“The relentless credit deluge in America is beyond belief…” Kurt Richebächer bemoaned in 2005. “Credit growth, financial and nonfinancial, in the United States has effectively run riot in the short time since 2000.”
Fast-forward nearly a decade and we have no doubt Kurt would express himself with even greater discontent if he were with us now. From CNN Money this afternoon:
“The CBO projects that under current policies, public debt will reach $21 trillion — or 79% of GDP — by 2024. That would be its highest level in more than 75 years and would leave debt at nearly double its long-term average of 40% of GDP.”
What would Kurt say if he were here today? Probably that a nation, no less than you or I, should earn its money before spending it. And that the U.S. may very well thrive as its public and private debt climbs ever higher… yet it’s probably in spite of indebtedness, not because of it…
…the size of its interest payments is as likely to bring the empire of debt to its knees as anything.
At writing, the national debt sits at $17.3 trillion. The debt limit will need to be raised, according to Treasury Secretary Jacob Lew, lest the U.S. default on some of its obligations. That’s old hat.
What’s more interesting is the interest on the debt. After all, the size of its interest payments is as likely to bring the empire of debt to its knees as anything.
According to the CBO, the U.S. will shell out “only” $233 billion to service its debt this year. That’s a little more than 1% of GDP. At the same time, the federal deficit is set to decline this year and next — to nearly half the amount of 2009′s deficit.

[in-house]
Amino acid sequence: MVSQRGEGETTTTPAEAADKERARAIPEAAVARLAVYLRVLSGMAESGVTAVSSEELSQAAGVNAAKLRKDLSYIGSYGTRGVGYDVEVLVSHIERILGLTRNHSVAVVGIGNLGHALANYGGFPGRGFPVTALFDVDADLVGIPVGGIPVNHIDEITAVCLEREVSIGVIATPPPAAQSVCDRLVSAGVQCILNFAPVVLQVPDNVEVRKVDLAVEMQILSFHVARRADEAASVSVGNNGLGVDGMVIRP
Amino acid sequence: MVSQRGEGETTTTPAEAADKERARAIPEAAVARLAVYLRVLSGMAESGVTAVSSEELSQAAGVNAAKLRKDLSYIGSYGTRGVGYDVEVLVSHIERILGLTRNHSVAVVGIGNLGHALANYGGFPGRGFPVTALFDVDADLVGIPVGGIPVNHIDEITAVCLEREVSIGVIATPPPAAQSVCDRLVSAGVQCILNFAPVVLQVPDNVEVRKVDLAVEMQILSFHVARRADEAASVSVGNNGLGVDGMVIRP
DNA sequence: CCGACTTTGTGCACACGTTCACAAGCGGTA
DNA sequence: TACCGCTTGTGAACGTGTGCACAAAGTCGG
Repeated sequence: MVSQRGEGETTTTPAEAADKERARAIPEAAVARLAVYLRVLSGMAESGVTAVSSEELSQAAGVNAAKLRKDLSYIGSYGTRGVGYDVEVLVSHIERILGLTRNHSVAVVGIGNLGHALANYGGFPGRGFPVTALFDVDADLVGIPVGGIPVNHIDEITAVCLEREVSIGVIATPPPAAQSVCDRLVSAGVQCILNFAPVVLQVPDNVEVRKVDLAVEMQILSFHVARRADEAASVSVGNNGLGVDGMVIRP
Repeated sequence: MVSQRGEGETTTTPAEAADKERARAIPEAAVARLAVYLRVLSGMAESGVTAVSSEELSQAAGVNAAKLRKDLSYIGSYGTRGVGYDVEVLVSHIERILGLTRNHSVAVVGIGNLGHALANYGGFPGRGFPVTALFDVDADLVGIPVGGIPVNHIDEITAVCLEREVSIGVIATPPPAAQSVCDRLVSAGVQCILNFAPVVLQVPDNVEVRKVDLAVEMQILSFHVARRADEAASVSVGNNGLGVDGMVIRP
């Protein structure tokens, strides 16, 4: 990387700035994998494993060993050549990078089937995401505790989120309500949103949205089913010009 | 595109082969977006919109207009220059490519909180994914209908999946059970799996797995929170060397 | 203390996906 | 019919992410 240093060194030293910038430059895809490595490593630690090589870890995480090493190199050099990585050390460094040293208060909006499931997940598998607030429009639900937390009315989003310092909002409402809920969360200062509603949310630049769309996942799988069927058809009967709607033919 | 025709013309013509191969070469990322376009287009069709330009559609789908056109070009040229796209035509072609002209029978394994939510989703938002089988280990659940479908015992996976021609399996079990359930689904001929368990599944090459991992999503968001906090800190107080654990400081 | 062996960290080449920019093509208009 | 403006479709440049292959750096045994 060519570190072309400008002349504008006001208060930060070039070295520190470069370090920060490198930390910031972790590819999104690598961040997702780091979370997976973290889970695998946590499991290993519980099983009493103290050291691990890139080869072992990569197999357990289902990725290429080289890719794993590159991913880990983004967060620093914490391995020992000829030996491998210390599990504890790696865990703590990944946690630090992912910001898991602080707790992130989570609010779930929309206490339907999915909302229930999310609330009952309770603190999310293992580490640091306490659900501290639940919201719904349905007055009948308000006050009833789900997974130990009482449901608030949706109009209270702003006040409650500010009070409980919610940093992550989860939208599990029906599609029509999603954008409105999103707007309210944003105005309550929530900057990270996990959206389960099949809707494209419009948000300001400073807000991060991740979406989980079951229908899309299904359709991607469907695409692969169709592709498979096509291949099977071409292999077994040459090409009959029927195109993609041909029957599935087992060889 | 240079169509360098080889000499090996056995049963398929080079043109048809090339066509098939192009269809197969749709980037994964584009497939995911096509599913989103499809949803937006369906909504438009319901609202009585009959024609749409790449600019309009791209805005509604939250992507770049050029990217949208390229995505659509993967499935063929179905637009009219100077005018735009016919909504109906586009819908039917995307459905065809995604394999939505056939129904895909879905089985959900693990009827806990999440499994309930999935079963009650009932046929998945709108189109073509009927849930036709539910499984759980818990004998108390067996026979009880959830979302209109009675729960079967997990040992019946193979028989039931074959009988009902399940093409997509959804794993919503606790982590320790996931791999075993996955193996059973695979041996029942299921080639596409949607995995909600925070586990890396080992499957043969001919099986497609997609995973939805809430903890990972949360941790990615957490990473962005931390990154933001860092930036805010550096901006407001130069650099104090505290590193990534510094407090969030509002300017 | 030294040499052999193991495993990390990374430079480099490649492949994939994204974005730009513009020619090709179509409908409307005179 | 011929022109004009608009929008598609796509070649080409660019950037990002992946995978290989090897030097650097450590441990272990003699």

We would humbly posit, however, that digging yourself deeper into a hole isn’t an enviable position… no matter how slowly you dig. This is especially true while interest rates are so low.
What happens when they go back up, as they inevitably will?
The answer, according to the CBO report, is that interest payments will make up the biggest portion of the federal deficit. “By 2024, it will reach $880 billion, or 3.3% of GDP,” reports CNN. That will be 80% of the projected $1.1 trillion deficit a decade from now. That amount rivals what we spend on Medicare alone right now.
It sounds like the end of the road for the ol’ US of A… then again, what do we know? When we produced our film I.O.U.S.A. in 2007, the federal debt was about $9 trillion. Today, it’s nearly double that. If we’ve learned anything, it’s that these things can go on a lot longer than you’d figure. Alas, for all of our uncertainty about the journey’s time frame… the destination is certain.
“For decades,” Dr. Richebächer told us in France two years prior to I.O.U.S.A., “one dollar added to GDP in the United States was tied to $1.40 in additional debt. But all that changed in the 1970s. Since then, the debt-to-GDP growth relationship has skyrocketed. Now for one dollar of additional GDP, there is $4 in additional debt.”
The good doctor might have been engaging in a bit of hyperbole. Comparing the GDP numbers from the Commerce Department with the total credit market debt as reported by the Federal Reserve, it took $3.20 in debt to produce $1 of additional GDP at the time of that interview. But the acceleration since the 1970s is undeniable.
The good news — if that’s what you can call it — is that the upward spiral reversed as the “official” recession ended in mid-2009. We’re now back to $3.44 — the level where it was when Dr. Richebächer died, in August 2007. It’s bad news when you consider that much of that debt has been frittered away on entitlement programs, which have exacerbated the problems they were created to solve.